The Ideal Golf Course for Women (In 1904)

Genevieve Hecker was an early American golf champ. She won the U.S. Women's Amateur twice in the first decade of that tour's existence, her titles coming in 1901 and 1902.

Hecker also wrote the first instruction book for women golfers, Golf For Women, published in 1904. There's a chart in that book that says a lot about the state of women's golf at that time. Hecker described what she called her ideal golf course for women, listing 18 holes, yardages for each, and the clubs she would use to play that hole. She didn't list each hole's par, but we can tell what that would be based on the number of strokes she saw herself needing to play the hole.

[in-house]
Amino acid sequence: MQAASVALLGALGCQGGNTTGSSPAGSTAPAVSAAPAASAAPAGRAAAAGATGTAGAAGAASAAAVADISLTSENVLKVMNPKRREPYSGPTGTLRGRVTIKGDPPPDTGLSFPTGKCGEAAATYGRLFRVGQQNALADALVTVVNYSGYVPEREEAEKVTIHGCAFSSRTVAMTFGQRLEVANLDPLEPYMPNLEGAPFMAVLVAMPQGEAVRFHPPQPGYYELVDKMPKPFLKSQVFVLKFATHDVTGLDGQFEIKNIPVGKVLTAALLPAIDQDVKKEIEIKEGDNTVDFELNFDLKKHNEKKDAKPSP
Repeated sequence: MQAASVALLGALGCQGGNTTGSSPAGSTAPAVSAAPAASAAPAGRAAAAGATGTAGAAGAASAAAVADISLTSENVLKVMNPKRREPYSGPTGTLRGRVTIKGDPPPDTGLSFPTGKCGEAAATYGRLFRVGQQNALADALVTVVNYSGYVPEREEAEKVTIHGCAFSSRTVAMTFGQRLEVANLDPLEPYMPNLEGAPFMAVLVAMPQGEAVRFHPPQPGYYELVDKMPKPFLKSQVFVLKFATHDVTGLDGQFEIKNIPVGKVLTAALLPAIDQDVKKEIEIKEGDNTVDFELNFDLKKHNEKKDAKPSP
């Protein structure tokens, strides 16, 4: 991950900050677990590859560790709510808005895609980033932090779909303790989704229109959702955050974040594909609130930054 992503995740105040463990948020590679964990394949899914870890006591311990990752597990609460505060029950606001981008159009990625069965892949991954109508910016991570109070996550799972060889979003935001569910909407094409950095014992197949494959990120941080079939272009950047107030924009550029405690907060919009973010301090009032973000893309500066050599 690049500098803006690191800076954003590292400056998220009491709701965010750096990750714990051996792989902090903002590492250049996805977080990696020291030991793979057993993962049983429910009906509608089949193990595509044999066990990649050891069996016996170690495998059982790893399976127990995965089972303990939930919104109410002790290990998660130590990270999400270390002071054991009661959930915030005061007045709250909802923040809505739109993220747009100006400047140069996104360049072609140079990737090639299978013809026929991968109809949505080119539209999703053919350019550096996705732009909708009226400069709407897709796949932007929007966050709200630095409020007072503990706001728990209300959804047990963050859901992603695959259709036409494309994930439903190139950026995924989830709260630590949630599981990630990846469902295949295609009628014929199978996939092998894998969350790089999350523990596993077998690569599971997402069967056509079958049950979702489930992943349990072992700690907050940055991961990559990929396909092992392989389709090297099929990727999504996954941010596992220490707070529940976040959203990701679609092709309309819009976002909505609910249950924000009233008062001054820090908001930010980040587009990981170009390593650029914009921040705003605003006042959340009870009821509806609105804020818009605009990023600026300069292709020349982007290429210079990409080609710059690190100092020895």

This is that chart:

The first hole she lists as 365 yards, but she expects to need five strokes to play. We would call that a par-5 today, but such terms didn't yet exist in 1904. Hecker, by the way, was known as a fairly long driver of the ball, not the longest of her era, but someone who hit her drives a good distance. It was said in one news report we found that she hit her drives around 200 yards.

Something else very interesting about this chart: the note at the bottom that says "Bogie 77." Our use of the word "par" did not yet exist in golf in 1904. At that time, "bogey" was used to mean approximately what we use "par" for today. So "Bogie 77" means "par 77."

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